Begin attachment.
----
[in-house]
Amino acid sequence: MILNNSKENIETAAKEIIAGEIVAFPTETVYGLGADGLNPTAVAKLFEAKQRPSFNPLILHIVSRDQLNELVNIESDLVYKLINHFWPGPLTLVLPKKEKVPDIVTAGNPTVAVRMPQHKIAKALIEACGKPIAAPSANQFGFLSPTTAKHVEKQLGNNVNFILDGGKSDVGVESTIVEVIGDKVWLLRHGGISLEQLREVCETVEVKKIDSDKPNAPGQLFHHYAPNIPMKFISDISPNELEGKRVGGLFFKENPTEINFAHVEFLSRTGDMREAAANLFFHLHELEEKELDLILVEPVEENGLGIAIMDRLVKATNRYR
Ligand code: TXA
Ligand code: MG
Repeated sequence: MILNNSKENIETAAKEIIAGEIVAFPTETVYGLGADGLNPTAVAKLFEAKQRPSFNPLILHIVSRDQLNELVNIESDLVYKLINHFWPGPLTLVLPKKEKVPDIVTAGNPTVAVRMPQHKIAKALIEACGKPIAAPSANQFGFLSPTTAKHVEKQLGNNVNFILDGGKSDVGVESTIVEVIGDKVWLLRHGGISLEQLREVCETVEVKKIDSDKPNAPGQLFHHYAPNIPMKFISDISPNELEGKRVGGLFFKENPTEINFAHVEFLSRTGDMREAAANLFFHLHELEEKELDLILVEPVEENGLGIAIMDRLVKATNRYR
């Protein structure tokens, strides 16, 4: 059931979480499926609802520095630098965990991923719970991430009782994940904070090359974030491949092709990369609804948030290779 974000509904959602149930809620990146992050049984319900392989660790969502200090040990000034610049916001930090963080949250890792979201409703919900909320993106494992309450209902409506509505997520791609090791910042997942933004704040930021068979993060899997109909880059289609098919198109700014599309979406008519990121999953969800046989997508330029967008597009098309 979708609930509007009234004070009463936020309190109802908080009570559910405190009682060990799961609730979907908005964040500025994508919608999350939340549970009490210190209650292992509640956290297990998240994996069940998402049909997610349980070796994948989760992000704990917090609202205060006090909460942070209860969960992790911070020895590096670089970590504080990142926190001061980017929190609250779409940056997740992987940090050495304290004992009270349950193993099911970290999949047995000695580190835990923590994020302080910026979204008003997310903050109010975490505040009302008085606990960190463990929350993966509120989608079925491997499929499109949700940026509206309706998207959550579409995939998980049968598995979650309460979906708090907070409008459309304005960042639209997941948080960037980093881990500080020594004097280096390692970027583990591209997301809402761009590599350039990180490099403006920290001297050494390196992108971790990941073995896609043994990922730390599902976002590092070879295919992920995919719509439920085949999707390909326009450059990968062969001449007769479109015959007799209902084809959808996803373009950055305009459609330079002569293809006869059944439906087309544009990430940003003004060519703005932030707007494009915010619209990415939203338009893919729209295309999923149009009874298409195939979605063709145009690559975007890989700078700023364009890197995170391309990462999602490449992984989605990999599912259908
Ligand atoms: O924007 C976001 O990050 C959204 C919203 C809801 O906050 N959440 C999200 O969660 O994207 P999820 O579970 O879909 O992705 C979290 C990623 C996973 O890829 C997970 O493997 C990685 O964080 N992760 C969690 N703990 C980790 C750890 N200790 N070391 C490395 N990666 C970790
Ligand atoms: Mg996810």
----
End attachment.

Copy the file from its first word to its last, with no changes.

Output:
[in-house]
Amino acid sequence: MILNNSKENIETAAKEIIAGEIVAFPTETVYGLGADGLNPTAVAKLFEAKQRPSFNPLILHIVSRDQLNELVNIESDLVYKLINHFWPGPLTLVLPKKEKVPDIVTAGNPTVAVRMPQHKIAKALIEACGKPIAAPSANQFGFLSPTTAKHVEKQLGNNVNFILDGGKSDVGVESTIVEVIGDKVWLLRHGGISLEQLREVCETVEVKKIDSDKPNAPGQLFHHYAPNIPMKFISDISPNELEGKRVGGLFFKENPTEINFAHVEFLSRTGDMREAAANLFFHLHELEEKELDLILVEPVEENGLGIAIMDRLVKATNRYR
Ligand code: TXA
Ligand code: MG
Repeated sequence: MILNNSKENIETAAKEIIAGEIVAFPTETVYGLGADGLNPTAVAKLFEAKQRPSFNPLILHIVSRDQLNELVNIESDLVYKLINHFWPGPLTLVLPKKEKVPDIVTAGNPTVAVRMPQHKIAKALIEACGKPIAAPSANQFGFLSPTTAKHVEKQLGNNVNFILDGGKSDVGVESTIVEVIGDKVWLLRHGGISLEQLREVCETVEVKKIDSDKPNAPGQLFHHYAPNIPMKFISDISPNELEGKRVGGLFFKENPTEINFAHVEFLSRTGDMREAAANLFFHLHELEEKELDLILVEPVEENGLGIAIMDRLVKATNRYR
């Protein structure tokens, strides 16, 4: 059931979480499926609802520095630098965990991923719970991430009782994940904070090359974030491949092709990369609804948030290779 974000509904959602149930809620990146992050049984319900392989660790969502200090040990000034610049916001930090963080949250890792979201409703919900909320993106494992309450209902409506509505997520791609090791910042997942933004704040930021068979993060899997109909880059289609098919198109700014599309979406008519990121999953969800046989997508330029967008597009098309 979708609930509007009234004070009463936020309190109802908080009570559910405190009682060990799961609730979907908005964040500025994508919608999350939340549970009490210190209650292992509640956290297990998240994996069940998402049909997610349980070796994948989760992000704990917090609202205060006090909460942070209860969960992790911070020895590096670089970590504080990142926190001061980017929190609250779409940056997740992987940090050495304290004992009270349950193993099911970290999949047995000695580190835990923590994020302080910026979204008003997310903050109010975490505040009302008085606990960190463990929350993966509120989608079925491997499929499109949700940026509206309706998207959550579409995939998980049968598995979650309460979906708090907070409008459309304005960042639209997941948080960037980093881990500080020594004097280096390692970027583990591209997301809402761009590599350039990180490099403006920290001297050494390196992108971790990941073995896609043994990922730390599902976002590092070879295919992920995919719509439920085949999707390909326009450059990968062969001449007769479109015959007799209902084809959808996803373009950055305009459609330079002569293809006869059944439906087309544009990430940003003004060519703005932030707007494009915010619209990415939203338009893919729209295309999923149009009874298409195939979605063709145009690559975007890989700078700023364009890197995170391309990462999602490449992984989605990999599912259908
Ligand atoms: O924007 C976001 O990050 C959204 C919203 C809801 O906050 N959440 C999200 O969660 O994207 P999820 O579970 O879909 O992705 C979290 C990623 C996973 O890829 C997970 O493997 C990685 O964080 N992760 C969690 N703990 C980790 C750890 N200790 N070391 C490395 N990666 C970790
Ligand atoms: Mg996810």